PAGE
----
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I've been hammering my head against my desk for the past few days on this, and so I turn to you, Stack Overflow.

The software I'm working on has time-sensitive data. The usual solution for this is effective and expiration dates.

EFF_DT      XPIR_DT     VALUE
2000-05-01  2000-10-31  100
2000-11-01  (null)      90

This would be easy. Unfortunately, we require data that repeats on a yearly basis arbitrarily far into the future. In other words, each May 1 (starting in 2000) we may want the effective value to be 100, and each November 1 we may want to change it to 90.

This may be true for a long time (>50 years), and so I don't want to just create a hundred records. I.e., I don't want to do this:

EFF_DT      XPIR_DT     VALUE
2000-05-01  2000-10-31  100
2000-11-01  2001-04-30  90
2001-05-01  2001-10-31  100
2001-11-01  2002-04-30  90
2002-05-01  2002-10-31  100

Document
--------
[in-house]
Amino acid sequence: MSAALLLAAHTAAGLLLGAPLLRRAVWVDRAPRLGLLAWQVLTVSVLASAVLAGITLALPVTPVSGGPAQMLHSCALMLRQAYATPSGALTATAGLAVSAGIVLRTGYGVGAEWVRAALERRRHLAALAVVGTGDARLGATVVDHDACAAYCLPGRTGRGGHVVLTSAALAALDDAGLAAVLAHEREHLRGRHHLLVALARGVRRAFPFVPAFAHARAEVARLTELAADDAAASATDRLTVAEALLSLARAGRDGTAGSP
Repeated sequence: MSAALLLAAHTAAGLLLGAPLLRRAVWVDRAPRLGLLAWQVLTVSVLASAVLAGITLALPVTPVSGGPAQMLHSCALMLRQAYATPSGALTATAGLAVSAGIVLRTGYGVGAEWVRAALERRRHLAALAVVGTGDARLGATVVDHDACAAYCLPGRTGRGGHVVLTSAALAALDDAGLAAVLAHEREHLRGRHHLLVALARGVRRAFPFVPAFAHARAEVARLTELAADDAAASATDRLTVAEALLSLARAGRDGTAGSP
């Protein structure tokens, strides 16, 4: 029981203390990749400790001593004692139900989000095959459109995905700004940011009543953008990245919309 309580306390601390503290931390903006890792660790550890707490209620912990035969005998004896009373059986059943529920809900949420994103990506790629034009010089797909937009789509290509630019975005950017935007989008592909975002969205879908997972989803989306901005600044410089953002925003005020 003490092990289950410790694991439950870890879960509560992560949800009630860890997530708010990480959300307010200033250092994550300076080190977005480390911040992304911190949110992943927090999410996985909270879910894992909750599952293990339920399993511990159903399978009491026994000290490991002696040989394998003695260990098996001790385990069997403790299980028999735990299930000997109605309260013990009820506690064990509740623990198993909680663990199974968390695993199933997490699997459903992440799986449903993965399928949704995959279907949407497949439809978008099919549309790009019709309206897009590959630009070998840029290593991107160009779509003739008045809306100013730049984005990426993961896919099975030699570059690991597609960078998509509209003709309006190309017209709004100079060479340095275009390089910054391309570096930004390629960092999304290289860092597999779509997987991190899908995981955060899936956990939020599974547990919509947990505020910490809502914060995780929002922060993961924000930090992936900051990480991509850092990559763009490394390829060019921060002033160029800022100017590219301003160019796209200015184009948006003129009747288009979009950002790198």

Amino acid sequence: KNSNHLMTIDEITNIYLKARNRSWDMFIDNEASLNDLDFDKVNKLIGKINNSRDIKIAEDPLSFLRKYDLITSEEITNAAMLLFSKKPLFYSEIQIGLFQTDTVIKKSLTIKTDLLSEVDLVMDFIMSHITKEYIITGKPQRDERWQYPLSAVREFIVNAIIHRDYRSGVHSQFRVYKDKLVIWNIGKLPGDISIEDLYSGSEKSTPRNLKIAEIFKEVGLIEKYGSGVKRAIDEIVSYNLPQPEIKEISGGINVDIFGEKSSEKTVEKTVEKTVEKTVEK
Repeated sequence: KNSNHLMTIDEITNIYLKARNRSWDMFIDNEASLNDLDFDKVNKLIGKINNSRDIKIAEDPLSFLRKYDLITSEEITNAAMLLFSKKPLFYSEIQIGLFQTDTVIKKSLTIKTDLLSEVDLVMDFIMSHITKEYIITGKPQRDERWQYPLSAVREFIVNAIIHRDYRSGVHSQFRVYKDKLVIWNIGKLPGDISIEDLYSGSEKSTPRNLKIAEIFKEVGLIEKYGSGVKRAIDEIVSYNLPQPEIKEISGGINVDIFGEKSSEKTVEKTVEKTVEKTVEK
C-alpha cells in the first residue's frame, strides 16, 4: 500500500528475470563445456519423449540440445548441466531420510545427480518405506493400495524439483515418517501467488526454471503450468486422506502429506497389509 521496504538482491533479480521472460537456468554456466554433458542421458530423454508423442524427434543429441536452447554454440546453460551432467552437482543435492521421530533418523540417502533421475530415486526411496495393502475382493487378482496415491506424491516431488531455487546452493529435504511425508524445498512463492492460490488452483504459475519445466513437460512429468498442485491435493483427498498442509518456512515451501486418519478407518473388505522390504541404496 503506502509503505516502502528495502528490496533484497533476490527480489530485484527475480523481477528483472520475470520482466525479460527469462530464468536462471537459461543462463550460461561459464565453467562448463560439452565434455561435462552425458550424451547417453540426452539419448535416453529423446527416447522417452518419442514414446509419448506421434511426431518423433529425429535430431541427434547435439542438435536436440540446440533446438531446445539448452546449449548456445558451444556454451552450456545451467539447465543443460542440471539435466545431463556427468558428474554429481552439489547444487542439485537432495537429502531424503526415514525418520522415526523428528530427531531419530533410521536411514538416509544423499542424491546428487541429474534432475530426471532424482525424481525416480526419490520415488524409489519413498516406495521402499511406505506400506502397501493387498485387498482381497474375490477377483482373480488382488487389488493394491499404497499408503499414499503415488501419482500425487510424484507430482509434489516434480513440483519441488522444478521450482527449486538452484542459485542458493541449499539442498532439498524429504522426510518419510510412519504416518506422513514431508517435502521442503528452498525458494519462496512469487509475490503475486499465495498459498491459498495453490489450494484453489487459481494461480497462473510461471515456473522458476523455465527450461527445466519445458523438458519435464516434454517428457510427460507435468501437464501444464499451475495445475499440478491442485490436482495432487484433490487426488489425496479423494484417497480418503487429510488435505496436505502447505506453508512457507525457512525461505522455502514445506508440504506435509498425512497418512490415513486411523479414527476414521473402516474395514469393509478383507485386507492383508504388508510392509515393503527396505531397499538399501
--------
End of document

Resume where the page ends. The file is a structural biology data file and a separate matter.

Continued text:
2002-11-01  2003-04-30  90
...
2049-05-01  2049-10-31  100
2049-11-01  2050-04-30  90
2050-05-01  2050-10-31  100
2050-11-01  2051-04-30  90

These values may also change with time. Values before 2000 might have been constant (no flip-flopping) and values for the coming decade may be different than the values for the last:

EFF_DT      XPIR_DT     REPEATABLE  VALUE
1995-01-01  2000-04-30  false       85
2000-05-01  2010-04-30  true        100
2000-11-01  2010-10-31  true        90
2010-05-01  (null)      true        120
2010-11-01  (null)      true        115

We already have a text file (from a legacy app) that stores data in a form very close to this, so there are benefits to adhering to this type of structure as closely as possible.

The question then comes on retrieval: which value would apply to today, 2010-03-09?

It seems that the best way to do this would be to find the most recent instance of each effective date (of all the active rows), then see which is the greatest.

EFF_DT      MOST_RECENT XPIR_DT     VALUE
2000-05-01  2009-05-01  2010-04-30  100
2000-11-01  2009-11-01  2010-10-31  90

The value for today would be 90, since 2009-11-01 is later than 2009-05-01.

On, say, 2007-06-20:

EFF_DT      MOST_RECENT XPIR_DT     VALUE
2000-05-01  2007-05-01  2010-04-30  100
2000-11-01  2006-11-01  2010-10-31  90